Baby Steps

A blog about programming, and tiny ways to improve it.

Concurrent Maps

I had a very interesting discussion with Sriram and Terrence (of Kilim and ANTLR fame, respectively—two smart dudes) yesterday. One of the things we talked about was adapting shared-memory data structures like concurrent hash maps into an actor setting.

One thing we’ve found when working on Servo is that the temptation to cheat is enormous. Most of the papers you read about things like parallel layout just assume a shared memory setting and blithely make use of data strutures like concurrent hash maps. There is nothing wrong with such data structures, but if we can avoid shared, mutable memory it will go a long way towards avoiding bugs I think—as well as keeping things secure. Even if the bug is mostly correct, data races and similar subtle errors can open holes for exploitation.

Sriram as it happens did his thesis on this topic and has a lot of deep ideas. We discussed some ways to convert concurrent hashmaps into distributed hashmaps. I thought I’d write some of them down for future reference.

The basic idea of any “distributed” data structure is to have a task (or multiple tasks) which govern that structure. They act like traditional monitors.

In the case of a hashmap, the simplest design stripes the data across a number of tasks—likely we just want to have about one task per core, or perhaps two or three tasks per core, something constant factor like that. Each task would be responsible for some stripe of the hashes. When you want to get or insert, you first hash, then select the appropriate task, and fire it a message. There are some obvious improvements one can make on this: for example, if a task’s buckets become overloaded, it can split itself into two tasks to do dynamic rebalancing, or start employing a secondary hash. It can then forward information about this backwards so that the “directory of hashes” can be updated (there will probably be more than one copy of this directory, however, so the task must be able to forward requests received from out-of-date copies). Similarly, you can have more complex operations than get/insert: the sender can fire along a unique closure that will perform maps or other more complex manipulations and just send back the result.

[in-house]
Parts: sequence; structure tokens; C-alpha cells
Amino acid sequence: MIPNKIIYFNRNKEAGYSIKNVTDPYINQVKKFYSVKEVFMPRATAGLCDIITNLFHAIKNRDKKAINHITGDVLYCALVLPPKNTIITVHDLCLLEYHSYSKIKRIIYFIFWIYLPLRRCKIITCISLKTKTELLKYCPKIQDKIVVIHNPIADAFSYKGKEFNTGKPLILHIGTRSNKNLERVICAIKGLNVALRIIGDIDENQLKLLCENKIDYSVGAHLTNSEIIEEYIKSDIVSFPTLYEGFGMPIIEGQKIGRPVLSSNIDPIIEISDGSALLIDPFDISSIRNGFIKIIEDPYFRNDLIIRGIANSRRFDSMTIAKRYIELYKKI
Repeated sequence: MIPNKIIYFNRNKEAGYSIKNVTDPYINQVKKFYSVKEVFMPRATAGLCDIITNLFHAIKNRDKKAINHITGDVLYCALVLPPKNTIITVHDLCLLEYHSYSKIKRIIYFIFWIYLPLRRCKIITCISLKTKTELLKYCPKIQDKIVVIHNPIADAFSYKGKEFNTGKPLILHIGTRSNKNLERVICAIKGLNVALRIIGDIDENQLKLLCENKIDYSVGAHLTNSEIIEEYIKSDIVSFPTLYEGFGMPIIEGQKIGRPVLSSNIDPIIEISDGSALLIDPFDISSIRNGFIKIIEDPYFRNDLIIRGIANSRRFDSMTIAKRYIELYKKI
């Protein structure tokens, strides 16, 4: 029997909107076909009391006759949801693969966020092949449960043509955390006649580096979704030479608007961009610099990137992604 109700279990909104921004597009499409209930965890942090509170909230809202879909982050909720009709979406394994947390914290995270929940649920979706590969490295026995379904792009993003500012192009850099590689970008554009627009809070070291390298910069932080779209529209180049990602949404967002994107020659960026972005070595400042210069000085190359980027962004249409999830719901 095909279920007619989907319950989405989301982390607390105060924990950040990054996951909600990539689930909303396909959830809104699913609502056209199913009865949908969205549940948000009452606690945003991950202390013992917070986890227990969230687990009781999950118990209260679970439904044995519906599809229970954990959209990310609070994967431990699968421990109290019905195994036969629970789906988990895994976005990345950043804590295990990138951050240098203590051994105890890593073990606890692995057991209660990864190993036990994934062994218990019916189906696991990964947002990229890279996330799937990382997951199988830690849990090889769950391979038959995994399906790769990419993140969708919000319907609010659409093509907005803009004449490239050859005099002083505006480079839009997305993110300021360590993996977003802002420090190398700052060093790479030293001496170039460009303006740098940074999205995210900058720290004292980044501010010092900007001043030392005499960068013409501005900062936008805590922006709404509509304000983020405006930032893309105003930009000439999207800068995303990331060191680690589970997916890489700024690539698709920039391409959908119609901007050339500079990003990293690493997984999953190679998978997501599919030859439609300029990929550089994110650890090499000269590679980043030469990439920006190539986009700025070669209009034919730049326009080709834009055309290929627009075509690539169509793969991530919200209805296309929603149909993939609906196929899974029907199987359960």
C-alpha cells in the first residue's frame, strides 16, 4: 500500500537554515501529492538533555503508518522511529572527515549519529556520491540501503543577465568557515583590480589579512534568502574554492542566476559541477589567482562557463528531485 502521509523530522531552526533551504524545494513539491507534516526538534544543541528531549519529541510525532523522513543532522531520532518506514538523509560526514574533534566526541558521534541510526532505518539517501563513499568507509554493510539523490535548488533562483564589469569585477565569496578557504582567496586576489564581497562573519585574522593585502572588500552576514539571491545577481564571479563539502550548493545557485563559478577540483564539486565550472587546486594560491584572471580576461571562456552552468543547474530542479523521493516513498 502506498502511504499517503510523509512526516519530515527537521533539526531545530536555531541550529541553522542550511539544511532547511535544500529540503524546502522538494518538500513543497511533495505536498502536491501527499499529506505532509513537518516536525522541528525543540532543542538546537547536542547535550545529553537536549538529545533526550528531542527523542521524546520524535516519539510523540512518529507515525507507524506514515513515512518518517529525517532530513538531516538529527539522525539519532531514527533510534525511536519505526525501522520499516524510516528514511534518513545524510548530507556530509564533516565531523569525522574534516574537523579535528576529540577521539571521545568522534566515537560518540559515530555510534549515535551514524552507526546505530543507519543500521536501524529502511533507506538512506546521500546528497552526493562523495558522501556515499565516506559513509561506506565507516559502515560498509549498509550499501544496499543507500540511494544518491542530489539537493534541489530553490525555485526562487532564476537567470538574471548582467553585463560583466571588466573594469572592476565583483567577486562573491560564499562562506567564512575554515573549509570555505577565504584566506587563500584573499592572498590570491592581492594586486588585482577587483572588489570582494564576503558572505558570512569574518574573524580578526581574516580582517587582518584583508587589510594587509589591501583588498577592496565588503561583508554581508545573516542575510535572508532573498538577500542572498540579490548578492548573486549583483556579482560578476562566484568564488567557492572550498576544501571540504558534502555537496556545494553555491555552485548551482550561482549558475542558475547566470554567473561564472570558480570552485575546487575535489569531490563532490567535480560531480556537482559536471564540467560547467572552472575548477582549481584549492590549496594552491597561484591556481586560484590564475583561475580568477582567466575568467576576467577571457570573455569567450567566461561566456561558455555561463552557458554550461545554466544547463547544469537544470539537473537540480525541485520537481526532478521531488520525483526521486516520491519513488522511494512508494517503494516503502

But there are other interesting designs you can pursue as well. For example, to do distributed CSS matching, it might be possible to spin up N tasks all with the same tree. Each will build up (and own) one portion of the final table. Each of these N tasks walks over the tree but only processes nodes whose hash belongs in their slice. Once they are done, they simply wait around for get requests that query the results they built up. The main difference here is that you don’t have “builder” tasks that use the hashtable—the hashtable kind of builds itself and then awaits queries.

Another thing that Sriram had actually built and experimented with was a concurrent B-tree where each node was an actor. He found the design was radically simplified from the traditional design, because all locking was basically transparent and trivial. He wasn’t able to spend enough time tuning to get informative performance results, though.

This whole idea has got me quite excited. Until coming to Rust, I was mostly focused on shared memory designs, so I didn’t invest too much effort into thinking about actor-based solutions. I imagine there is a lot of related work in the Erlang communities, not to mention traditional distributed systems (and cluster-based parallelism as well). I’d like to start experimenting in Rust with prototyping these designs, maybe soon. It always amazes me how much there is to learn, even within a relatively narrow area like parallel processing!

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